Maslow initially proposed a hierarchy of human needs in his 1943 study “A Theory of Human Motivation” and the following book, Motivation and Personality. According to this hierarchy, people are driven to meet basic wants before moving on to more complex requirements. While several established schools of thought (such as psychoanalysis and behaviourism) focused primarily on undesirable behaviours, Maslow was keen to explore what makes individuals happy and do to reach the goal.
Maslow, as a humanitarian, thought that humans had an instinctual drive to be self-actualized or achieve self-actualization. Nevertheless, many more basic needs, such as hunger, security, affection, and self-esteem, must be fulfilled to accomplish these overall objectives. Maslow’s hierarchy of needs is divided into five levels.
Here is Maslow’s hierarchy of needs, beginning with physiological conditions:
- Physiological needs
Physiological needs are the first of Maslow’s hierarchy’s d-driven (deficiency) basic needs. Water and food, enough rest, clothes and shelter, overall wellness, and reproduction are fundamental human survival needs. According to Maslow, these basic physiological needs must be met before people progress to the next stage of pleasure.
- Safety needs
When an individual’s physiological needs are met, the desire for security and safety arises. In addition, people desire order, stability, and control in their life. These requirements can be completed by the family and the society, such as police, schools, business and medical care. Emotional security, financial security, law and order, social stability, property, health and well-being are only a few examples.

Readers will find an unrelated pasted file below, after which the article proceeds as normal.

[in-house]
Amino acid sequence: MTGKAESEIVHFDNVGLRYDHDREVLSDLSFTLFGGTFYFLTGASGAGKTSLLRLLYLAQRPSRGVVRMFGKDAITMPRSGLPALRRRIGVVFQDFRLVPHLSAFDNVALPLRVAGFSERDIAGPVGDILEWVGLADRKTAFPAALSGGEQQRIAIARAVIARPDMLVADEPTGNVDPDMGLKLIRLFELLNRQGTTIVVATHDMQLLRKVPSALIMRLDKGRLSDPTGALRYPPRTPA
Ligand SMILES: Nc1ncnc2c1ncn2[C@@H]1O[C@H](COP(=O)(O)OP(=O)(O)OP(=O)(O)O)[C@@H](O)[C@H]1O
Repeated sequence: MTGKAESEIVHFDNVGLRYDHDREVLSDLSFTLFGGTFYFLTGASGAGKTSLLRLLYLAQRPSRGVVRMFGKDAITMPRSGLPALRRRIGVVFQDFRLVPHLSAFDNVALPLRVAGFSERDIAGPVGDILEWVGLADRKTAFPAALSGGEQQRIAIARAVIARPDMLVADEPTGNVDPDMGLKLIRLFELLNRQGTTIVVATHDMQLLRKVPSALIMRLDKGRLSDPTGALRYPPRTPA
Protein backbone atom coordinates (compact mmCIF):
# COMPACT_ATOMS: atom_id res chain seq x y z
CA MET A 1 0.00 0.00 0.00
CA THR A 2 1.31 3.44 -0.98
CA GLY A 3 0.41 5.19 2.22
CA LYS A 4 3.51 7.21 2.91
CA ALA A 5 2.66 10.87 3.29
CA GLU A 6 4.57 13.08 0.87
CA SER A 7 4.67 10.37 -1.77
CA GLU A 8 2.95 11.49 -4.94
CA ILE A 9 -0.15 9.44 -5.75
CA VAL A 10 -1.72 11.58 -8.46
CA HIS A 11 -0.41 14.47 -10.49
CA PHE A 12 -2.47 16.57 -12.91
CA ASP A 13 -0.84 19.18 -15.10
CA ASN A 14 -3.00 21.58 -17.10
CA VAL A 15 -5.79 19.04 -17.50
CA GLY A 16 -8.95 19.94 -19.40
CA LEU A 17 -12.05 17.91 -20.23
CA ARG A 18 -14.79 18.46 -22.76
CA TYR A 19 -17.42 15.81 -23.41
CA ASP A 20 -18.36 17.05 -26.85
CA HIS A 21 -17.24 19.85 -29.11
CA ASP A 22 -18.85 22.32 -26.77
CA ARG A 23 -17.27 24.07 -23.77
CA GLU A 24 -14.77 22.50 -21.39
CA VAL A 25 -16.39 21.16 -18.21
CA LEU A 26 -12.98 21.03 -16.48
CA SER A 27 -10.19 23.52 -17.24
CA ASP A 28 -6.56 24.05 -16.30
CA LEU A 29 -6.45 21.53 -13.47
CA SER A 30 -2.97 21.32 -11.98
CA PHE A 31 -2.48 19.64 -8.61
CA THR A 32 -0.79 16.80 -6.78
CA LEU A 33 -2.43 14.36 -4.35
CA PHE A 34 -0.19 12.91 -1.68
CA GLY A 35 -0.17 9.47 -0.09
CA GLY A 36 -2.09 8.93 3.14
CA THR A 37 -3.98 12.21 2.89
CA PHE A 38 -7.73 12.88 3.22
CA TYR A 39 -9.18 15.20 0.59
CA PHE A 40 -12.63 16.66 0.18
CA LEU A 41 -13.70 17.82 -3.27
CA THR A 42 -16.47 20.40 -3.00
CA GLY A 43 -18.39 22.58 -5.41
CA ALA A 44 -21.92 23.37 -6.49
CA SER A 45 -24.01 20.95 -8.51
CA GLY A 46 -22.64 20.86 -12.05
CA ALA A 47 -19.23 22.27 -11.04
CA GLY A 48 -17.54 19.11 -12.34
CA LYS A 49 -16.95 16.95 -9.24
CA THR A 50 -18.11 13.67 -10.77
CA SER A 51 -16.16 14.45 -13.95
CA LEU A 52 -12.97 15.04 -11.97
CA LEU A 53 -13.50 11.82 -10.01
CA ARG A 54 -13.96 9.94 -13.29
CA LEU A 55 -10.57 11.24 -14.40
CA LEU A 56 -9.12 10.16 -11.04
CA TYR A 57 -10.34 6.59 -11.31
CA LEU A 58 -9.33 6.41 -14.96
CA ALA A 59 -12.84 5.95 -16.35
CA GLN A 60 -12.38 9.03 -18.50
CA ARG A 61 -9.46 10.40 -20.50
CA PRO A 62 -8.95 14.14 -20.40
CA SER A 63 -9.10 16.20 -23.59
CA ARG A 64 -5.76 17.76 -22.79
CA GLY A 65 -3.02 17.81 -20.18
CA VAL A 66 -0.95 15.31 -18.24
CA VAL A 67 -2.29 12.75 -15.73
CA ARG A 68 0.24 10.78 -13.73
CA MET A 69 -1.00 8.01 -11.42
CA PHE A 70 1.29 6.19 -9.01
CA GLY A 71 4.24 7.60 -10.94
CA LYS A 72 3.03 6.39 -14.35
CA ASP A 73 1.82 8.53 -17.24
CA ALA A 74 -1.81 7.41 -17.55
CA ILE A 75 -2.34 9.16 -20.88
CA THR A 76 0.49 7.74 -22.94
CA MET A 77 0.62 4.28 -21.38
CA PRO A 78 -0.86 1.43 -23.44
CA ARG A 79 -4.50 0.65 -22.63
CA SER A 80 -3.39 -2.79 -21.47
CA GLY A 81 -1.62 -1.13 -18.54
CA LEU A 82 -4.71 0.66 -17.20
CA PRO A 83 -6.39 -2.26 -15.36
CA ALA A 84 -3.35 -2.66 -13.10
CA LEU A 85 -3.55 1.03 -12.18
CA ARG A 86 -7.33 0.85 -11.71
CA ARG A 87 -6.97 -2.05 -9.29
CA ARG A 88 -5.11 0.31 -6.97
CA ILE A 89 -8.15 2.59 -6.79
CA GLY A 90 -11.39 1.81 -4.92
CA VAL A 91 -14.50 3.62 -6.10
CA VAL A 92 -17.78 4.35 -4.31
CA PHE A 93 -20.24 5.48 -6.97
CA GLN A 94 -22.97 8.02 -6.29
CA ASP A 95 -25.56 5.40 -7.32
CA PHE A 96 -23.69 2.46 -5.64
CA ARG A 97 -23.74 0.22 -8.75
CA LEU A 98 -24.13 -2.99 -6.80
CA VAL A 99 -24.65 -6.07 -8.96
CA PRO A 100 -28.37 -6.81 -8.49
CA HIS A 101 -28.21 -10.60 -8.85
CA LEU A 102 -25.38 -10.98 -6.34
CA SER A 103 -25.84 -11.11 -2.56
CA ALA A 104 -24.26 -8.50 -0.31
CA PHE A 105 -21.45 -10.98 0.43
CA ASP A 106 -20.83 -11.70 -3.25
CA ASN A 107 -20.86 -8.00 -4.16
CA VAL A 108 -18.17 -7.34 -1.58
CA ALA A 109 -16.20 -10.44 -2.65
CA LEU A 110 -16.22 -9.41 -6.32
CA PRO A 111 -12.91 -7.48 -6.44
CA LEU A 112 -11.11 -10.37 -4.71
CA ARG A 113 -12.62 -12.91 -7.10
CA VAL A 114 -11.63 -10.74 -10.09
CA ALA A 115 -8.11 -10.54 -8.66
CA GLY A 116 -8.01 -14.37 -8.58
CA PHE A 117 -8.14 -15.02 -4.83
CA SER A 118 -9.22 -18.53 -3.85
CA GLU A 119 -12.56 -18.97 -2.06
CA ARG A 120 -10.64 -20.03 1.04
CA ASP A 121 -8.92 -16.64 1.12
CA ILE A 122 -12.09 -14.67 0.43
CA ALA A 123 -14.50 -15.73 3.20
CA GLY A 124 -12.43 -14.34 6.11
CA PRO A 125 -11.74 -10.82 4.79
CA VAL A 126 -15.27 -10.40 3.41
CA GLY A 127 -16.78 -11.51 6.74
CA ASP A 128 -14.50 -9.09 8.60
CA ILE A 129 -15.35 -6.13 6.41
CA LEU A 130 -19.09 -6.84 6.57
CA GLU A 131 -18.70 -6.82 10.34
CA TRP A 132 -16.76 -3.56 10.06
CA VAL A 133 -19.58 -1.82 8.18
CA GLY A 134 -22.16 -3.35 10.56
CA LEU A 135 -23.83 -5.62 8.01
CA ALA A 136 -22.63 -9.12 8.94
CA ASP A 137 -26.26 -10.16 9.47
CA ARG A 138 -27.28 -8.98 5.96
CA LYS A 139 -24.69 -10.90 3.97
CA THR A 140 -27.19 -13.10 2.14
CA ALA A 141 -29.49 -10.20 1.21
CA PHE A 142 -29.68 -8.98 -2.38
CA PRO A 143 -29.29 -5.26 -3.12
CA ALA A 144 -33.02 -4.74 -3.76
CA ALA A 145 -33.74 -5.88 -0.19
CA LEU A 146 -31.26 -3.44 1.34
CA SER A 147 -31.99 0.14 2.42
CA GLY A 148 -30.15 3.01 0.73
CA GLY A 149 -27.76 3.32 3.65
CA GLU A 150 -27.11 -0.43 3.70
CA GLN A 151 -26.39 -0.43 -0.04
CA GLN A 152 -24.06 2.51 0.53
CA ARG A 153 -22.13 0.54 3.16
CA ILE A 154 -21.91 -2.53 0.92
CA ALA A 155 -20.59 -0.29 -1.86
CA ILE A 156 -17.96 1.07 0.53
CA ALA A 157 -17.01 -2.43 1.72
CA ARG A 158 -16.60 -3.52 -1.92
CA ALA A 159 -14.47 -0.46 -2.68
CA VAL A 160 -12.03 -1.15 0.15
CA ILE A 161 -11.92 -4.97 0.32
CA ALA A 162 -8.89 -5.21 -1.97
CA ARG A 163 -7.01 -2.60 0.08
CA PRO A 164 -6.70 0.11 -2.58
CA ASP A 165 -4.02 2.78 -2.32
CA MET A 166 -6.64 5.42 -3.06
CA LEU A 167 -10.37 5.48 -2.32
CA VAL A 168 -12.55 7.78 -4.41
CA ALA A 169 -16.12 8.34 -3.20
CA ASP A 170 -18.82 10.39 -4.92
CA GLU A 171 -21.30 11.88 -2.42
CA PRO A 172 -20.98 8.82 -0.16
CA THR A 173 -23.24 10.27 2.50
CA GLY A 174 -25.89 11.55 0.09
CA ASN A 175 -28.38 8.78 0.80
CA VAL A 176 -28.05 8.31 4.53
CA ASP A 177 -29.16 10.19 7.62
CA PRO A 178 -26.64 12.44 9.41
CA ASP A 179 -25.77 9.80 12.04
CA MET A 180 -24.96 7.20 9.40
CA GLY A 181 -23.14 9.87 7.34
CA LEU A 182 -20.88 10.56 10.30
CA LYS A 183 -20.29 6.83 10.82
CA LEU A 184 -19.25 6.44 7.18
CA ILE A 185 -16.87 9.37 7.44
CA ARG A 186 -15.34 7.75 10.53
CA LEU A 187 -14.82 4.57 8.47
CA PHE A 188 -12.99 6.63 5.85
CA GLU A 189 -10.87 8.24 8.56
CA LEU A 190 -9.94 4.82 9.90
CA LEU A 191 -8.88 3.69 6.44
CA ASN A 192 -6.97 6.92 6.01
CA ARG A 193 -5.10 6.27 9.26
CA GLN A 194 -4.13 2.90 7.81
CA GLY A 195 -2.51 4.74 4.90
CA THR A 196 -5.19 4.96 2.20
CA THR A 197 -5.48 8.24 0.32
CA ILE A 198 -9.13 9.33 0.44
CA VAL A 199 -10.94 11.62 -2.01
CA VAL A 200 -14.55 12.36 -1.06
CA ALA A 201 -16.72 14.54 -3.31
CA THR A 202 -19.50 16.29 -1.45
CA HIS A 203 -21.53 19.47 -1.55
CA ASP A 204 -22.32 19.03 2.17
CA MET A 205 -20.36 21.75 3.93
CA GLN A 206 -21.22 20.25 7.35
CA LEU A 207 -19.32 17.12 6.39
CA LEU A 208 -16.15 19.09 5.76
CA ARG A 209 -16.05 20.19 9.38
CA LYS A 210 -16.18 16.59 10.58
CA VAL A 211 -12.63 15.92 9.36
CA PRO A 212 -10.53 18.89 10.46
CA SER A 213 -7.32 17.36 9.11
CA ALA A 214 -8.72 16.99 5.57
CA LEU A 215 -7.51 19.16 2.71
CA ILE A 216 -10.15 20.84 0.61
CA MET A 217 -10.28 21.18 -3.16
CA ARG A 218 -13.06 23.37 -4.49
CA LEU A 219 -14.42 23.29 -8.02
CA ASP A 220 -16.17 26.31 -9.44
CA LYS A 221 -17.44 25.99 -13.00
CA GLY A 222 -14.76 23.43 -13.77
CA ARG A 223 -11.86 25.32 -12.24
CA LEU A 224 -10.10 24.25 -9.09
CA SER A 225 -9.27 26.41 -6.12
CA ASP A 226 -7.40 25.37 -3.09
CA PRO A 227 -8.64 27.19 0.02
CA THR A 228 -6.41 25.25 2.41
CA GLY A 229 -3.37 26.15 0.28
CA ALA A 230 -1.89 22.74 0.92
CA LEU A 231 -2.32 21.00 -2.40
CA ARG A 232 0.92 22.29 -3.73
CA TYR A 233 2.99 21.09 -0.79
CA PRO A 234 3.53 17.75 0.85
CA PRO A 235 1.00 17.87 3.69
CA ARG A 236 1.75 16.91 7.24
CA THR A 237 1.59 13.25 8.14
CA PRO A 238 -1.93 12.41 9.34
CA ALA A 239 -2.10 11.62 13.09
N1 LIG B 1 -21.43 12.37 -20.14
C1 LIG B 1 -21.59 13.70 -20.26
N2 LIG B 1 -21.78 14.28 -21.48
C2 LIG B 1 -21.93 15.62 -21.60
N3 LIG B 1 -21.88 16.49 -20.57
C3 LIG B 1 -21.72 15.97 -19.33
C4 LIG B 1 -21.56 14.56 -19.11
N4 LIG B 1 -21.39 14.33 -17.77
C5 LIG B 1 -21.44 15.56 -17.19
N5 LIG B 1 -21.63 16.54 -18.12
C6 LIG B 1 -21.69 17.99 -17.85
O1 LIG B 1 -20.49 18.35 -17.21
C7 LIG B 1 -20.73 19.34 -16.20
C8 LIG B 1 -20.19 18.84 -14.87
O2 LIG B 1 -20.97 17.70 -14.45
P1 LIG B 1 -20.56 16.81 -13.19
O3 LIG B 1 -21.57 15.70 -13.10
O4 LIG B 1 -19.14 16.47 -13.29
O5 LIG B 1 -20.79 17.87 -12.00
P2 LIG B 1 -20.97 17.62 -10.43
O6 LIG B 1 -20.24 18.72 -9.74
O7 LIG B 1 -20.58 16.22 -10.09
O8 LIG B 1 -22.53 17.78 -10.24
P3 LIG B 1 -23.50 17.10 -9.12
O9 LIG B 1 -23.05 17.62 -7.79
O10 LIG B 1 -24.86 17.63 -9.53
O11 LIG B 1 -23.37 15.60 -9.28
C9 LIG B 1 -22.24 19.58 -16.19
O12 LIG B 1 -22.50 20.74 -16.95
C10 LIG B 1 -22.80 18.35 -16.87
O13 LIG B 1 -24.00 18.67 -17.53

- Love and Belonging
Maslow’s hierarchy of needs continues with the need to be loved and accepted. This need encompasses both romantic connections and bonds to friends and family members. It also involves our wanting to feel as though we are part of a social group. It is important to note that this need includes both the wish to be loved and the desire to be loved by others.
- Esteem needs
Ego-driven demands drive the higher needs, which begin with esteem. Self-respect and self-esteem are the critical components of esteem (confidence in your potential for personal growth and accomplishments). Maslow distinguishes two sorts of self-esteem: esteem focused on respect and appreciation from others, and esteem focused on your self-assessment. This later sort of self-esteem gives rise to self-assurance and freedom.
- Self-actualization needs
The top-level in Maslow’s hierarchy is self-actualization needs, which pertain to realizing one’s potential, self-fulfilment, pursuing personal progress, and peak experiences. Maslow defines this level as the ambition to achieve all possible, to become the finest that one can be.
Humans may sense or focus on this urge with great intensity. For example, one person may have a great desire to become the perfect parent. In another, the appetite may display itself economically, intellectually, or athletically. Finally, others may express it artistically via paintings, drawings, or creations.